YOLO COUNTY NEWS
Misha Angrist, an assistant professor of genetics at Duke University, will visit Davis in March to discuss his book, "Here is a Human Being," the subject of Yolo County's Big Read: Open Access Science book for winter 2011-12. Courtesy photo

Books

The Big Read delves into human genomics

By From page A4 | January 19, 2012

“Here is a Human Being,” by Duke University assistant professor Misha Angrist, has been selected as the Big Read: Open Access Science book for winter 2011-12.

The Big Read is intended to be a community book club in which everyone is a member, reading the same book and joining in discussions of its themes and conclusions.

The Big Read is sponsored by the UC Davis department of evolution and ecology and the Center for Population Biology, in partnership with the Yolo County Library. The library has purchased multiple copies of the book for all branches.

UCD has arranged for a public appearance by the author at 7:30 p.m. Wednesday, March 7, at the Stephens Branch Library, 315 E. 14th St. in Davis.

Additionally, graduate students from UCD will lead public discussions of the book at the Turner Branch Library in West Sacramento at 7 p.m. Tuesday, Jan. 31; at the Esparto Branch Library at 6:30 p.m. Wednesday, Feb. 8; at the Stephens Branch Library in Davis at 7 p.m. Wednesday, Feb. 15; at the Winters Community Library at 6:30 p.m. Thursday, Feb. 23; and again at the Stephens Branch in Davis at 7 p.m. Wednesday, March 14.

For branch locations, visit www.yolocountylibrary.org.

Angrist was among the first humans to have his complete genome decoded. His book, “Here is a Human Being,” written for a general audience rather than geneticists, details many of the personal and public policy issues created by human DNA research, such as the possibility of predicting and treating genetic disorders, the commercialization of DNA-based treatments and property/privacy rights related to personal DNA information.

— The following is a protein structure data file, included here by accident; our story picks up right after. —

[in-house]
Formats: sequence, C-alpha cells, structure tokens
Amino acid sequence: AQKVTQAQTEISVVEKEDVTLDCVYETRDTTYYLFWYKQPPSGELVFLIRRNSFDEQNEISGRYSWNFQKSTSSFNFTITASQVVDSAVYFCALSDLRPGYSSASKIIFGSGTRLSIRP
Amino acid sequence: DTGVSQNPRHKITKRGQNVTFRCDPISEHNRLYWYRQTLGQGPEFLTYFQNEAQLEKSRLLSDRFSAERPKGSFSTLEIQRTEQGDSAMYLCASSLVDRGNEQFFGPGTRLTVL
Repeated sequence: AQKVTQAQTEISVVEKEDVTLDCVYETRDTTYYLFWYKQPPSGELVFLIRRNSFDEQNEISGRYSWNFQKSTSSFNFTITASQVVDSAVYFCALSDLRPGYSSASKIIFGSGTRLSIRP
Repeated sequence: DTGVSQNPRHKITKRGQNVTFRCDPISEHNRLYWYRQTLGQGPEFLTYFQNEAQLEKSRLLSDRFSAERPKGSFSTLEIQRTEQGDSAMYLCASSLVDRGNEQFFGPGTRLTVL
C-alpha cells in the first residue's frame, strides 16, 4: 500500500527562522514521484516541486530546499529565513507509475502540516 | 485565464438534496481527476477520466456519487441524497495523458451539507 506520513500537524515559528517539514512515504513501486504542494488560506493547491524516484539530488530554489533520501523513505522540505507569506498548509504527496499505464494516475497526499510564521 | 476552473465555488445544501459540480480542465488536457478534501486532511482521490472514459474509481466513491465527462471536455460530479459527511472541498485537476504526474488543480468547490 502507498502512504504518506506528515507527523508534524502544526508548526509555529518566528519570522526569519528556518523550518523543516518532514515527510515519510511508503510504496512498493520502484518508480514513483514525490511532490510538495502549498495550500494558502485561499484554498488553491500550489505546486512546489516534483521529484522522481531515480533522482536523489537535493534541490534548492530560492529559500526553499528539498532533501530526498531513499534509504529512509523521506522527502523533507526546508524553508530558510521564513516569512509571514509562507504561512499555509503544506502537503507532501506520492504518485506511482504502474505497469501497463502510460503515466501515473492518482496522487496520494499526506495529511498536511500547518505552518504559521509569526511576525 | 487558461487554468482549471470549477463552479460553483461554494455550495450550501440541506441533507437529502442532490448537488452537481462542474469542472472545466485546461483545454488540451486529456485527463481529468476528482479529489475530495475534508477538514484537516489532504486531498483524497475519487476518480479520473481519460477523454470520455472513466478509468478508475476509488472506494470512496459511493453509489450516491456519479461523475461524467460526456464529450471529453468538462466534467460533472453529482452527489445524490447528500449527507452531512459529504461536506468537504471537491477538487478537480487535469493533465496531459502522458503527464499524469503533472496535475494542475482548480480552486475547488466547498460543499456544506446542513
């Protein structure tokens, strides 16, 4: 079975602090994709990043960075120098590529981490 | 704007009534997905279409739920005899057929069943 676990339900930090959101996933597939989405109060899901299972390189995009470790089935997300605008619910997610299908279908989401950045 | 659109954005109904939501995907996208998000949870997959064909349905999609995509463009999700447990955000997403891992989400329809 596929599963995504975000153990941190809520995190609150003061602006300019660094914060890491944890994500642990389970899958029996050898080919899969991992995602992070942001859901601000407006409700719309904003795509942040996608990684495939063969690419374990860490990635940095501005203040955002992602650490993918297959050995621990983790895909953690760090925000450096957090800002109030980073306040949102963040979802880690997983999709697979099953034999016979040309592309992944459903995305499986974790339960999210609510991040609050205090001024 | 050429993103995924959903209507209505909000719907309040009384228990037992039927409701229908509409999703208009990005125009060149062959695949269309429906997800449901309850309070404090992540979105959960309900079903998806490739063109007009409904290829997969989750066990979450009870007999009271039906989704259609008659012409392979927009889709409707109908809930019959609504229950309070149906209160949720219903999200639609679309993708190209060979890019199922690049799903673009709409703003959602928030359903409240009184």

Angrist holds a doctorate in genetics from Case Western Reserve University, a master’s in genetic counseling from the University of Cincinnati, and a master of fine arts degree from the Bennington Writing Seminars.

“I suspect that most of our children will have genome scans as a routine part of their health care, to say nothing of their social lives,” Angrist said in a news release. “I want to understand what that world might look like.”

For more information about Big Read: Open Access Science, contact [email protected] or visit sciencenovels.wordpress.com.

Special to The Enterprise

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